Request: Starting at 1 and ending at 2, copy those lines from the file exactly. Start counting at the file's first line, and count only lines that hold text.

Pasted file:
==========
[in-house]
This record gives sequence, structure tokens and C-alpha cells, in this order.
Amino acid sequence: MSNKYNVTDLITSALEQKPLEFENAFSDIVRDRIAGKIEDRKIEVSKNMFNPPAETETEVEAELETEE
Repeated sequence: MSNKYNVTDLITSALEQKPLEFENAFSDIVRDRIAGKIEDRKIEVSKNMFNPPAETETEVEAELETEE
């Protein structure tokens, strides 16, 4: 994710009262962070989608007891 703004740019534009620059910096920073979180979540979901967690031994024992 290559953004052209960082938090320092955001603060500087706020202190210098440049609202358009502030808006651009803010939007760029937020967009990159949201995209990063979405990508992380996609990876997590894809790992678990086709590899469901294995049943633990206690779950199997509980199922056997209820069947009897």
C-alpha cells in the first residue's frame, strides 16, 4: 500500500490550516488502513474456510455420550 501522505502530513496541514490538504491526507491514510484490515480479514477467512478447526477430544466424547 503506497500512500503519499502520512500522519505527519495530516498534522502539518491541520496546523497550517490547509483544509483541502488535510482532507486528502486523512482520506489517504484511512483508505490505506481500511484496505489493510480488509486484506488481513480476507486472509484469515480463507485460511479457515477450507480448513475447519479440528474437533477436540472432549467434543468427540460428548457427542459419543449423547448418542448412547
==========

[in-house]
This record gives sequence, structure tokens and C-alpha cells, in this order.